The fourth statement of repugnance: I was released from prison in June 1991. I don’t remember anything from that day. I only know that I wrote a statement of repugnance and signed it. But I don’t remember how and at what stage I did so. It is as if this part of my life has been erased from memory.

A behind-the-scenes turncoat who wrote books for Lajevardi

The dark chapter of debating prisoners in Evin
Publications of the Islamic Revolution Prosecutor, Summer of 1983

– Assadollah Lajevardi (Evin prison’s henchman) used to coordinate multiple debates at Evin’s mosque in order to force prisoners to face off against one another. In these meetings, traitors and defectors like Qassem Asna-Ashari used to recount their memories and invited for debate political prisoners who continued to resist. At any rate, the dossiers prepared by Qassem Asna-Ashari and Reza Keyvanzad were typed up and submitted to the seventh branch where they would be handed over to authors of books.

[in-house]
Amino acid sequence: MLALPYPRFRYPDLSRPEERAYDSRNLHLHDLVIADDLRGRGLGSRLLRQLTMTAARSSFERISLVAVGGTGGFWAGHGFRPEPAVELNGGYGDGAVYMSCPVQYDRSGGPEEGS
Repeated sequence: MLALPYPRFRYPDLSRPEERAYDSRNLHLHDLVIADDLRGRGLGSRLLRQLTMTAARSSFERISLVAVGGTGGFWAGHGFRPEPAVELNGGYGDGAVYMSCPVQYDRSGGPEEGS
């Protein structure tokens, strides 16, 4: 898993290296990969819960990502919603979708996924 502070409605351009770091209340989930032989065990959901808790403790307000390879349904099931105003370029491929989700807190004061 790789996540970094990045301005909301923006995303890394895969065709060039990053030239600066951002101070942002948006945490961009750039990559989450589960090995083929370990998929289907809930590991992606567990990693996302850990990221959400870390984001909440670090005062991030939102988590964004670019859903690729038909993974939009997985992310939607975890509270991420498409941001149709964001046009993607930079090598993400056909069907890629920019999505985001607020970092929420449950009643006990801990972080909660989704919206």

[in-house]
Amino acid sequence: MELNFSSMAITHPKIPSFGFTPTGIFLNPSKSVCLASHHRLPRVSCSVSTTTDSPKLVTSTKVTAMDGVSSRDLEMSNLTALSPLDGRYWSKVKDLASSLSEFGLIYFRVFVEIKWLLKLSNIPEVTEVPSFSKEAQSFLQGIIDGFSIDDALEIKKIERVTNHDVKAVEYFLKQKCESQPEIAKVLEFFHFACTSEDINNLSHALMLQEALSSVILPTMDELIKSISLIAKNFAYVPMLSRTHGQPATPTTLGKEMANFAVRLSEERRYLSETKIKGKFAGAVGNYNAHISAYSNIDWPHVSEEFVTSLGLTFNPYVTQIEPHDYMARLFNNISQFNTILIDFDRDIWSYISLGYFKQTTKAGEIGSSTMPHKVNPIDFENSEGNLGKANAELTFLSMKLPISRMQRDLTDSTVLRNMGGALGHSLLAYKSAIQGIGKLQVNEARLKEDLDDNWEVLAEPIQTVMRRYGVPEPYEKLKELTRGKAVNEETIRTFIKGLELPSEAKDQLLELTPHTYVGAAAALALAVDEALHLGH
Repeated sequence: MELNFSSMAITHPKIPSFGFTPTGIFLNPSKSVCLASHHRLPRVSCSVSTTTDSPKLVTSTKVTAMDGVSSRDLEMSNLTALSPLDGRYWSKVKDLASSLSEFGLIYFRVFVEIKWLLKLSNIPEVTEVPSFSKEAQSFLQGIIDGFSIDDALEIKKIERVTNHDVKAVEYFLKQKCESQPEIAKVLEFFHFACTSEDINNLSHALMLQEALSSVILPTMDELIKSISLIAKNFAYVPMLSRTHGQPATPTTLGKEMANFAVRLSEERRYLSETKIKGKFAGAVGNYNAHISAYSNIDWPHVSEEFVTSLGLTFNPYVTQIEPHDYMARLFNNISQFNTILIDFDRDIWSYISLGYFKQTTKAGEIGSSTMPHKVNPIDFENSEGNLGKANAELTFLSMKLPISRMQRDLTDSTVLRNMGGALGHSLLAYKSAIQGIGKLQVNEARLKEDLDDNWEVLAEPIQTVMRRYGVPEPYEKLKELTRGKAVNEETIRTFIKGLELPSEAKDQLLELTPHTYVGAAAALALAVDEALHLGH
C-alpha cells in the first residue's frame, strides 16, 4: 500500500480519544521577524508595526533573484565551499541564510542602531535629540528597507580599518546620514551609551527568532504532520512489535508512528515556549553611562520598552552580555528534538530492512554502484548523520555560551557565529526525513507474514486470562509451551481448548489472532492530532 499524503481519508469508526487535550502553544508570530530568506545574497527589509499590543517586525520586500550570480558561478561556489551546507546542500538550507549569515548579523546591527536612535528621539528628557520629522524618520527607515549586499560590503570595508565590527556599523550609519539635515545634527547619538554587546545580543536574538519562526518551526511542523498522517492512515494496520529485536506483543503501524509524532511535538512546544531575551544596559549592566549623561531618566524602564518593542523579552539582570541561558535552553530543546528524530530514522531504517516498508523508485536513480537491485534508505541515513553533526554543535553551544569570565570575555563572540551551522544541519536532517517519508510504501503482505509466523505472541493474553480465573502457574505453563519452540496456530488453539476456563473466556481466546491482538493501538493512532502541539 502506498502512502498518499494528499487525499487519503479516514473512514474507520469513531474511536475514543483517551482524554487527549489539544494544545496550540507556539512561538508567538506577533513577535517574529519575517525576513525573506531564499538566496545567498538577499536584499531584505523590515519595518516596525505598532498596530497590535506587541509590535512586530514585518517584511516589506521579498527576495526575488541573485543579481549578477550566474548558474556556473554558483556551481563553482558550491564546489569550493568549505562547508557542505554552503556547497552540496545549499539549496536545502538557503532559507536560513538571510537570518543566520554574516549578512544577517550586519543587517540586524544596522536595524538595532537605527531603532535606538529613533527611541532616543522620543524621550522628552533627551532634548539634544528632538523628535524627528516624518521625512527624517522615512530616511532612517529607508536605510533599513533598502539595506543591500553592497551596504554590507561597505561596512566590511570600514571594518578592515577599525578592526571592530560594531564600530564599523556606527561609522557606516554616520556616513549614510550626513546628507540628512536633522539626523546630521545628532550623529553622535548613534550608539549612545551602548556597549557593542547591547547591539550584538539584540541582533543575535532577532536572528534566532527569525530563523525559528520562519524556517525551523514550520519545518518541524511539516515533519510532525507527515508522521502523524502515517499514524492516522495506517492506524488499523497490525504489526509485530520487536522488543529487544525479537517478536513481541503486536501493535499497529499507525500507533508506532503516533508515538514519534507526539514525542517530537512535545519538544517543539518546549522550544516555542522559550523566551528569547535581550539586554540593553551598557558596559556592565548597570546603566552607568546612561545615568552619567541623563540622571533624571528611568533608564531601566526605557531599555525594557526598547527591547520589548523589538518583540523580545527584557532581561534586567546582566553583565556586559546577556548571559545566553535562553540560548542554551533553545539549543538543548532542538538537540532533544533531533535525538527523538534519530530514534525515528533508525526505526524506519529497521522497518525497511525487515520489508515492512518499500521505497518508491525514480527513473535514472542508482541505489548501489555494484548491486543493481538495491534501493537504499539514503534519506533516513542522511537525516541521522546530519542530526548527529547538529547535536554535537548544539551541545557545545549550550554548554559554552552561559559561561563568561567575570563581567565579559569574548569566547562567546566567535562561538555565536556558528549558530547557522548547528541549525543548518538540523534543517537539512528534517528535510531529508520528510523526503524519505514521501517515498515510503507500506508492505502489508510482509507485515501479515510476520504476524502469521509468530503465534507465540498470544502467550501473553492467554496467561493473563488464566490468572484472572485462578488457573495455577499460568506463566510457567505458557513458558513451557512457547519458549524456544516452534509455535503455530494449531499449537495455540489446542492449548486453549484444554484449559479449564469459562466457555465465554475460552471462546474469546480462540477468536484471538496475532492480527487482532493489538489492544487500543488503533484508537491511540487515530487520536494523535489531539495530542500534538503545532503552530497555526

– Some time later, the identity of the man behind the writing and editing of these books was revealed to me. The name of this traitor was Iraj Mesdaghi. Relying on the papers that were submitted, Mesdaghi started writing books and quoting out of context. And if there was a need to have a face-to-face discussion or to overview the material in the dossier (which happened a number of times), a meeting would be set up at the office of Ward 311. Iraj Mesdaghi, Qassem Asna-Ashari, and Reza Keyvanzad would participate at the meeting. One of the branch’s officials, who was usually a ruthless torturer named “Fazel,” coordinated the sessions.